I have visited enough gelaterias in other countries to notice a worldwide theme for these shops when it comes to decor – clean and bright and modern. Some of Auckland’s gelato shops don’t really share this atmosphere, and not always for the worse – Valentino’s down at the Ferry Building, for example. But Giapo tries to. When the shop first opened at the beginning of 2009, I was immediately attracted to it visually. There is a lot of white with bright lighting and their vibrant signature purple. Over the past year, though their gelato just keeps getting better, I would actually say the shop’s visual appeal has decreased slightly. They have kept adding things to their shop, like a big spinning wheel (part of a game to help you decide on additional toppings), colourful menus on LCDs, an interactive computer where you can take photos of yourself and send messages online… none of these are bad things, however, it’s a very small space that it has all been squashed into and the result is that the shop looks and feels too “busy”. It’s cheerful, sure, but there’s just a bit too much going on.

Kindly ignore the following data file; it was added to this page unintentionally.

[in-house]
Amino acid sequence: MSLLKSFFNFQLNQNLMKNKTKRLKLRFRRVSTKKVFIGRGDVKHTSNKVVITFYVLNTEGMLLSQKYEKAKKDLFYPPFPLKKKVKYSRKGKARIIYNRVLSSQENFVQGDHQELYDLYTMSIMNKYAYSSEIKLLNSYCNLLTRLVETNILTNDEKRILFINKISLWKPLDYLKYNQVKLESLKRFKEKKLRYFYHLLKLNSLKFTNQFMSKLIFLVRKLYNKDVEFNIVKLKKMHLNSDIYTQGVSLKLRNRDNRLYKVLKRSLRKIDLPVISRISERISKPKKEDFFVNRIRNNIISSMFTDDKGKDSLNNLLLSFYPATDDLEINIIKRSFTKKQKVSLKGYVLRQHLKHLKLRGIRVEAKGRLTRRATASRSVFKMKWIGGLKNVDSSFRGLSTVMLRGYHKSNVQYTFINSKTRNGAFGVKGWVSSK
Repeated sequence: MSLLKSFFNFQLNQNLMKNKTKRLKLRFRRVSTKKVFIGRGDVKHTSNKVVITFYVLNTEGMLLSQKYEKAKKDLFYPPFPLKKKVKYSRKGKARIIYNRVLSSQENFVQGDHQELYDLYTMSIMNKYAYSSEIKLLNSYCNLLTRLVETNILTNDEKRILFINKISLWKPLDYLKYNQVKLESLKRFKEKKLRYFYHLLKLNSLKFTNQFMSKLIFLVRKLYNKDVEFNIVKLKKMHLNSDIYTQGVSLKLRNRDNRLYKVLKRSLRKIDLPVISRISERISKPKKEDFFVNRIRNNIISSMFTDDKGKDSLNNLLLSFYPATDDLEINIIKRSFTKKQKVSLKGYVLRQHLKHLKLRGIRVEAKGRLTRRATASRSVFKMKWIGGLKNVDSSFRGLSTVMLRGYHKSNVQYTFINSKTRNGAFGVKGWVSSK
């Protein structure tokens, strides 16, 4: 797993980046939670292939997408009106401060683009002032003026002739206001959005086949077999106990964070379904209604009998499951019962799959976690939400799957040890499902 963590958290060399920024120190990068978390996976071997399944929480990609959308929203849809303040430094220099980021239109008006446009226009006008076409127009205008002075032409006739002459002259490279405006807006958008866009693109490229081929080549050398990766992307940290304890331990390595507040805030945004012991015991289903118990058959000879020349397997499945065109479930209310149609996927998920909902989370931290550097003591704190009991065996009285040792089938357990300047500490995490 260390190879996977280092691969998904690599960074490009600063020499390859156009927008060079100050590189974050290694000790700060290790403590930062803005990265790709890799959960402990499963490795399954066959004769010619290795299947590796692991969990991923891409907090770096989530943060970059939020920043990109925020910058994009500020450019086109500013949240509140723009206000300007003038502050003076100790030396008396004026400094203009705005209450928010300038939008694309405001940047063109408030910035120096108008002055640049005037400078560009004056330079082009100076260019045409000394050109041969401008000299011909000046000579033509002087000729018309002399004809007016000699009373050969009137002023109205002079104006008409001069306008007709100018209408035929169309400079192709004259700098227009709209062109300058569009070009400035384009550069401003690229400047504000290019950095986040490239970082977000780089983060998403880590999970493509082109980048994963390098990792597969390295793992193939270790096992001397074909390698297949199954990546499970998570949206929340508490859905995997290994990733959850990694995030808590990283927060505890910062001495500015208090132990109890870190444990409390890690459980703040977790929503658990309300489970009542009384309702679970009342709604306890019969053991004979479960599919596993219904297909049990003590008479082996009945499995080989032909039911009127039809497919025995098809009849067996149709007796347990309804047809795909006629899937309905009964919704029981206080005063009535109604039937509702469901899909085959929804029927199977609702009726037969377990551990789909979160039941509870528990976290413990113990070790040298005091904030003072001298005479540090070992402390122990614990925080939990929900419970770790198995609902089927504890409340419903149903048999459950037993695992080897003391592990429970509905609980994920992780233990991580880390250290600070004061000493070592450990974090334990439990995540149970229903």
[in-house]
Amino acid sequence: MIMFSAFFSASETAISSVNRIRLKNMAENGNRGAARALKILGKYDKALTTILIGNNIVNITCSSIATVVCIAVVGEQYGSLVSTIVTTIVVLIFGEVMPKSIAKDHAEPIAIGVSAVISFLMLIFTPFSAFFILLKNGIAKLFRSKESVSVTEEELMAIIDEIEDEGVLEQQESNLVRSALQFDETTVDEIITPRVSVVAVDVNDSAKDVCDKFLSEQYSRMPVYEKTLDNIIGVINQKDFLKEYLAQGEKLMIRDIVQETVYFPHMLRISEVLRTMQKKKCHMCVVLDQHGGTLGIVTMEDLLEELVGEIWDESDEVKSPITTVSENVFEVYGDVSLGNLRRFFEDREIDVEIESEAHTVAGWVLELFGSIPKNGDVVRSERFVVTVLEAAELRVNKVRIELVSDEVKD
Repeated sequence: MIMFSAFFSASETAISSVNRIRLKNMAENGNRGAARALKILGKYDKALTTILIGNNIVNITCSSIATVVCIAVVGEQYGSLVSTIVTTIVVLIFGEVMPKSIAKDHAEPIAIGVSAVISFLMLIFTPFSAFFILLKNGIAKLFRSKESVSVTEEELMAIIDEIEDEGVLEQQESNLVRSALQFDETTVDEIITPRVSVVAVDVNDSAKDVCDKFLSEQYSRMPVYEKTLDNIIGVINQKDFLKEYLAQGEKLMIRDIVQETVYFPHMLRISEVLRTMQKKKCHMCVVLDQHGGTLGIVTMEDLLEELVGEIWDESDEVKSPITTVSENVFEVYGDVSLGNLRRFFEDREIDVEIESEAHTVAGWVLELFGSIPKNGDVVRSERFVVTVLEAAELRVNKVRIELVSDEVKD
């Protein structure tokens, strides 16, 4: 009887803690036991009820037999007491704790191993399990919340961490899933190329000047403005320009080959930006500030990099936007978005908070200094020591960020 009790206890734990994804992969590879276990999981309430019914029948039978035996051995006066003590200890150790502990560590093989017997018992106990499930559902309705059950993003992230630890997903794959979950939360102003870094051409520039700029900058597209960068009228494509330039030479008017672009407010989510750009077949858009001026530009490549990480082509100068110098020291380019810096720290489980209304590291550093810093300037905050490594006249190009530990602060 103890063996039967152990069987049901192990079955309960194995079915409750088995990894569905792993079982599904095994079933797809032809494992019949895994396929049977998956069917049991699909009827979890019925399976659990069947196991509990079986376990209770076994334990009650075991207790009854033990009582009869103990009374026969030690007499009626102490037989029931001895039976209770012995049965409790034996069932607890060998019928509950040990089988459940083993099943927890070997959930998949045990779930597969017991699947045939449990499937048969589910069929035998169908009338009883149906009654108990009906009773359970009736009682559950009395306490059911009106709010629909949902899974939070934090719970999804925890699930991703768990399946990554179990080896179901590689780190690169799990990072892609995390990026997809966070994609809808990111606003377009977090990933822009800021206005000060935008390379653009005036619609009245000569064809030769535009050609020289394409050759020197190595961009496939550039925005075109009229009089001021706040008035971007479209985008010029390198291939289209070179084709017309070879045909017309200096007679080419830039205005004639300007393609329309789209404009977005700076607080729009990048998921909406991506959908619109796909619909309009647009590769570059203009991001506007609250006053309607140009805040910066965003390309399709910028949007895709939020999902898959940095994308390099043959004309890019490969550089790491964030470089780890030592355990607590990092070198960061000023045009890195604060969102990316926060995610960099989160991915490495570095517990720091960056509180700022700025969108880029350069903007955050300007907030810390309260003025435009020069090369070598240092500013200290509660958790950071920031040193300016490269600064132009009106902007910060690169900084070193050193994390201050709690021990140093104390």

Marketing is something this small business really, really excels at. I have read criticism that Gianpaolo, the founder of the business, was criticised for trying to sell a brand and not a product. The fact is, selling a brand works, but it only works long-term if the product matches up to the expectations the brand creates. Clearly it does here, or Giapo in tiny New Zealand would not have a Facebook following of over 4,000 fans within its first year of opening. It is here where the staff of Giapo invite honest feedback on their products from real patrons, many of whom seem to visit the shop as frequently as I do. More importantly, they actually listen – there has never been a message or even off-hand statement of mine that hasn’t been addressed or responded to. Based on customers’ comments, criticism and advice, I’ve seen actual improvements and changes made to specific gelato flavours the very next day! Once, I suggested that they release a list of their flavours for the day at the start of each day so that frequenters such as myself don’t show up only to be disappointed that a favourite flavour wasn’t there that day. Done!